Supreme Court of Pakistan prohibits execution of condemned prisoners with mental illnesses: A promising start towards reforming Pakistan’s death penalty problem?

by | Mar 15, 2021

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About Rida Tahir

Rida Tahir is a UK qualified Barrister-at-law, a licensed Advocate in Pakistan and a human rights activist.

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Rida Tahir, “Supreme Court of Pakistan prohibits execution of condemned prisoners with mental illnesses: A promising start towards reforming Pakistan’s death penalty problem?” (OxHRH Blog, March 2021) [Date of access].,

On 10 February, 2021, a five-judge bench of the Supreme Court of Pakistan (SC) delivered its landmark judgement in Safia Bano v. Home Department (along with 2 consolidated cases). This judgment held that if a condemned prisoner, due to mental illness, is found to be unable to comprehend the rationale and reason behind their punishment, then carrying out the death sentence will not meet the ends of justice. Therefore, they should not be executed. Currently, Pakistan has the world largest death row population. The SC’s judgement is a promising start towards bringing reforms in the criminal justice system (CJS) as it turns the focus from retributive justice to rehabilitative care.

In coming to its decision, the SC observed that there is no express provision in any Statute or Rules, which places express restriction on the execution of a convict who is on death row and suffering from mental illness. The SC highlighted Section 3(e) of the Resolution 2000/65 whereby all the States who still sustain death penalty were urged “not to impose the death penalty on a person suffering from any form of mental disorder or to execute any such person“.

The SC held that not every mental illness will automatically qualify for an exemption from carrying out the death sentence. The exemption will only be applicable in cases where a Medical Board will certify that the condemned prisoner no longer has the higher mental functions to appreciate the rationale and reasons behind the sentence of death awarded to them.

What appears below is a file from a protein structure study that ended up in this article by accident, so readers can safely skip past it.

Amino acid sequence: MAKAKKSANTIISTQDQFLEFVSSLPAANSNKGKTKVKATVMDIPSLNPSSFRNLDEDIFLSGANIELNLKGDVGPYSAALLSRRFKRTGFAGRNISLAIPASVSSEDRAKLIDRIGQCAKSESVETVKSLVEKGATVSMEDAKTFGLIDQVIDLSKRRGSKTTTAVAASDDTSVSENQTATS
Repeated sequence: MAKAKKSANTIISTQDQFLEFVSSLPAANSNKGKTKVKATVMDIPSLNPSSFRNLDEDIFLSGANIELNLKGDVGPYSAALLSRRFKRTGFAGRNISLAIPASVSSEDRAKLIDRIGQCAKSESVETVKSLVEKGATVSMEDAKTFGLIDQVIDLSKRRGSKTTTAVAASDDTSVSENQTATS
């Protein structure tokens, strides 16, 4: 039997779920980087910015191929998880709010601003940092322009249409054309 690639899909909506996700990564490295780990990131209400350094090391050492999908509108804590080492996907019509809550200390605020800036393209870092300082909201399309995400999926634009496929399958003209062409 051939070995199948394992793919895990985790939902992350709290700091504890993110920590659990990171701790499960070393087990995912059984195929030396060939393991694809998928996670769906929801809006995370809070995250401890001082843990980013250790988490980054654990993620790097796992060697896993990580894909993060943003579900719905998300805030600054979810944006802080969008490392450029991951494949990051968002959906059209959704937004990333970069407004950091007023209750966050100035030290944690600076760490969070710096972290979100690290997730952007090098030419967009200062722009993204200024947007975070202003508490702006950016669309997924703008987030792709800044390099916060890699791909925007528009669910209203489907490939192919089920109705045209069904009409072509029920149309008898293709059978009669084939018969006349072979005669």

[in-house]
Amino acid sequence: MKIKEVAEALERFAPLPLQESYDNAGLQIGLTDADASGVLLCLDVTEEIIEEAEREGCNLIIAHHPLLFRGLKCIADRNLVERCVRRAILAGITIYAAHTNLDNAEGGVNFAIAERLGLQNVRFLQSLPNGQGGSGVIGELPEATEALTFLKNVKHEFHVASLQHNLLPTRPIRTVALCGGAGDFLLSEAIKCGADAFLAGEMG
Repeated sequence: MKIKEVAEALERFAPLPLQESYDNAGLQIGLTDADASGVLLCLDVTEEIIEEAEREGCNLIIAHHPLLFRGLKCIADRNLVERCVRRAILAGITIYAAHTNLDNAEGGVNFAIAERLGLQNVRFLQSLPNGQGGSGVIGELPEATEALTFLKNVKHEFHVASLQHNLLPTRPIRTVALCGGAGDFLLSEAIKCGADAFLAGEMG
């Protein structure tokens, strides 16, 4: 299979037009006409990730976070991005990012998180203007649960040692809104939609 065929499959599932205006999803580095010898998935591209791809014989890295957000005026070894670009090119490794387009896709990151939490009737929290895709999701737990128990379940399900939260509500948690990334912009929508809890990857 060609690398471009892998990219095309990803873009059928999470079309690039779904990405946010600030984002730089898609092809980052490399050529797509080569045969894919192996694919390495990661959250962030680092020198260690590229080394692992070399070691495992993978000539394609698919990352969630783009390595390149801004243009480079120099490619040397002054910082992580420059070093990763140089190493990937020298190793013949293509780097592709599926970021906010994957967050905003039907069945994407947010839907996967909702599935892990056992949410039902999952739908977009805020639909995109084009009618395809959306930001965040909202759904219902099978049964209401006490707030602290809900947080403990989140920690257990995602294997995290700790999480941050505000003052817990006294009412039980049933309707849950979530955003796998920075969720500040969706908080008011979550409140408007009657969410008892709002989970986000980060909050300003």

The SC directed the Government to constitute a Medical Board and establish Mental Health Facilities for assessment, treatment and rehabilitation of prisoners and convicts. Further, the SC directed the launch of training programs on forensic mental health assessments for social workers, police and prison personnel.

The SC’s judgement is a promising start towards reforming the CJS. Over 33 crimes (including drug offences and blasphemy) carry the death sentence in Pakistan. On average, it has been sentencing one capital punishment per day since 2004. Currently, 4,688 prisoners are awaiting execution. These also include juvenile offenders, those with physical disabilities and those from economically disadvantaged backgrounds. Additionally, Pakistan’s prisons are often overcrowded with poor hygiene, inadequate food, lack of access to health facilities, etc. This is exacerbated due to the coronavirus pandemic.

As per a report, 83% of death sentences handed down by the trial courts are overturned by the SC and only 3% death sentences are upheld. On average, a prisoner waits for 10 years before their appeal is heard by the SC. The trial courts often fail to follow the law and guidance established by the SC and sentence defendants to death based on inadequate evidence that does not establish guilt beyond a reasonable doubt.  As many as 1,828 prisoners on Pakistan’s death row could be innocent of the crime for which they were convicted and sentenced to death. Moreover, research indicates that there is no credible evidence that the death penalty has a greater deterrent effect on crime than imprisonment.

While Art 9 of the Constitution of Pakistan stipulates that, ‘’No person shall be deprived of life or liberty save in accordance with law’’, Art 10A grants the right to a fair trial and due process of the law. Additionally, Pakistan is a State Party to the International Covenant on Civil and Political Rights (ICCPR) which stipulates in Art 6, ‘’(1).. No one shall be arbitrarily deprived of his life…’’ and (2)’’… countries which have not abolished the death penalty, sentence of death may be imposed only for the most serious crimes…’’. Pakistan’s ratification of the ICCRP has created legally binding obligations that are enforceable under international law.

In view of the above, Pakistan should bring reforms in its CJS to remove the systemic flaws that result in tragic and irreversible injustice. This includes, training the lower judiciary, police force and prosecution, providing qualified defense lawyers and developing a scheme for reform or rehabilitation of the criminals. Pakistan should abolish the penalty for non-lethal offences as required under international law and consider reinstating the moratorium on death penalty.

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